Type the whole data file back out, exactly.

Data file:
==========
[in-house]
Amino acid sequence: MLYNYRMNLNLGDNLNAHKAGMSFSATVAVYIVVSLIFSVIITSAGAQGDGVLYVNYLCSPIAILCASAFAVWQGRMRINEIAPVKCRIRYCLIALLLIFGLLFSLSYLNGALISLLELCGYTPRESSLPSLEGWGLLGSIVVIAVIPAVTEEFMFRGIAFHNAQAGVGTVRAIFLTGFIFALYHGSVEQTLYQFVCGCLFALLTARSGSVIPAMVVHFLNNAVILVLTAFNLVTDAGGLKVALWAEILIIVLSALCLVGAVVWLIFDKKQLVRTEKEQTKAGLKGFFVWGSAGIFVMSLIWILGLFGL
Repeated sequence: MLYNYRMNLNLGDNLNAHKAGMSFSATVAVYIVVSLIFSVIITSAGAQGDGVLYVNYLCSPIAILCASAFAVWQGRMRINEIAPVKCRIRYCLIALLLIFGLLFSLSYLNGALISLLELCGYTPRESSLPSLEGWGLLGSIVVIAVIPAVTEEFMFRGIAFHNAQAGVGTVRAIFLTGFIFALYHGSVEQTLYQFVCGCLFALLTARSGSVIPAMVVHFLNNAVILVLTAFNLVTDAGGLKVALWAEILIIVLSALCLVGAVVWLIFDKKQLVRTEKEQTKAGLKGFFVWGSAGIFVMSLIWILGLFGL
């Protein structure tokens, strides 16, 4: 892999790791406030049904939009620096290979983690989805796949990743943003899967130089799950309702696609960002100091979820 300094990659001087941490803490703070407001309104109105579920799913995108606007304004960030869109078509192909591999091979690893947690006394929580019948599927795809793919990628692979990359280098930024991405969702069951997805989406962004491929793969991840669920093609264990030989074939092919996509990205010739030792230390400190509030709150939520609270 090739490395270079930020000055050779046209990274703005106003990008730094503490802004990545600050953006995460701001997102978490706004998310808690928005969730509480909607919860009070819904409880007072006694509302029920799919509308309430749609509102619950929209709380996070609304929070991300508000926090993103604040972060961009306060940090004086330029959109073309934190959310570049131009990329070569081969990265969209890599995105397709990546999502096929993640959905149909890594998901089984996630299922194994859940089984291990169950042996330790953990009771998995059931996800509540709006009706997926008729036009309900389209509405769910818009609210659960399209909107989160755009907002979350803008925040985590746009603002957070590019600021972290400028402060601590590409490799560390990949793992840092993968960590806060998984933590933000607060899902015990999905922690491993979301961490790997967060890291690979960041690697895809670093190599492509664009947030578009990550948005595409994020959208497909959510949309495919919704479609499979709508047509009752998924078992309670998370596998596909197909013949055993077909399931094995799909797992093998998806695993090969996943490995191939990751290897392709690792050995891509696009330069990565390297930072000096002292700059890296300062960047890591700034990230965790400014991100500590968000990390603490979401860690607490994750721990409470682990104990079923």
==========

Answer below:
[in-house]
Amino acid sequence: MLYNYRMNLNLGDNLNAHKAGMSFSATVAVYIVVSLIFSVIITSAGAQGDGVLYVNYLCSPIAILCASAFAVWQGRMRINEIAPVKCRIRYCLIALLLIFGLLFSLSYLNGALISLLELCGYTPRESSLPSLEGWGLLGSIVVIAVIPAVTEEFMFRGIAFHNAQAGVGTVRAIFLTGFIFALYHGSVEQTLYQFVCGCLFALLTARSGSVIPAMVVHFLNNAVILVLTAFNLVTDAGGLKVALWAEILIIVLSALCLVGAVVWLIFDKKQLVRTEKEQTKAGLKGFFVWGSAGIFVMSLIWILGLFGL
Repeated sequence: MLYNYRMNLNLGDNLNAHKAGMSFSATVAVYIVVSLIFSVIITSAGAQGDGVLYVNYLCSPIAILCASAFAVWQGRMRINEIAPVKCRIRYCLIALLLIFGLLFSLSYLNGALISLLELCGYTPRESSLPSLEGWGLLGSIVVIAVIPAVTEEFMFRGIAFHNAQAGVGTVRAIFLTGFIFALYHGSVEQTLYQFVCGCLFALLTARSGSVIPAMVVHFLNNAVILVLTAFNLVTDAGGLKVALWAEILIIVLSALCLVGAVVWLIFDKKQLVRTEKEQTKAGLKGFFVWGSAGIFVMSLIWILGLFGL
């Protein structure tokens, strides 16, 4: 892999790791406030049904939009620096290979983690989805796949990743943003899967130089799950309702696609960002100091979820 300094990659001087941490803490703070407001309104109105579920799913995108606007304004960030869109078509192909591999091979690893947690006394929580019948599927795809793919990628692979990359280098930024991405969702069951997805989406962004491929793969991840669920093609264990030989074939092919996509990205010739030792230390400190509030709150939520609270 090739490395270079930020000055050779046209990274703005106003990008730094503490802004990545600050953006995460701001997102978490706004998310808690928005969730509480909607919860009070819904409880007072006694509302029920799919509308309430749609509102619950929209709380996070609304929070991300508000926090993103604040972060961009306060940090004086330029959109073309934190959310570049131009990329070569081969990265969209890599995105397709990546999502096929993640959905149909890594998901089984996630299922194994859940089984291990169950042996330790953990009771998995059931996800509540709006009706997926008729036009309900389209509405769910818009609210659960399209909107989160755009907002979350803008925040985590746009603002957070590019600021972290400028402060601590590409490799560390990949793992840092993968960590806060998984933590933000607060899902015990999905922690491993979301961490790997967060890291690979960041690697895809670093190599492509664009947030578009990550948005595409994020959208497909959510949309495919919704479609499979709508047509009752998924078992309670998370596998596909197909013949055993077909399931094995799909797992093998998806695993090969996943490995191939990751290897392709690792050995891509696009330069990565390297930072000096002292700059890296300062960047890591700034990230965790400014991100500590968000990390603490979401860690607490994750721990409470682990104990079923």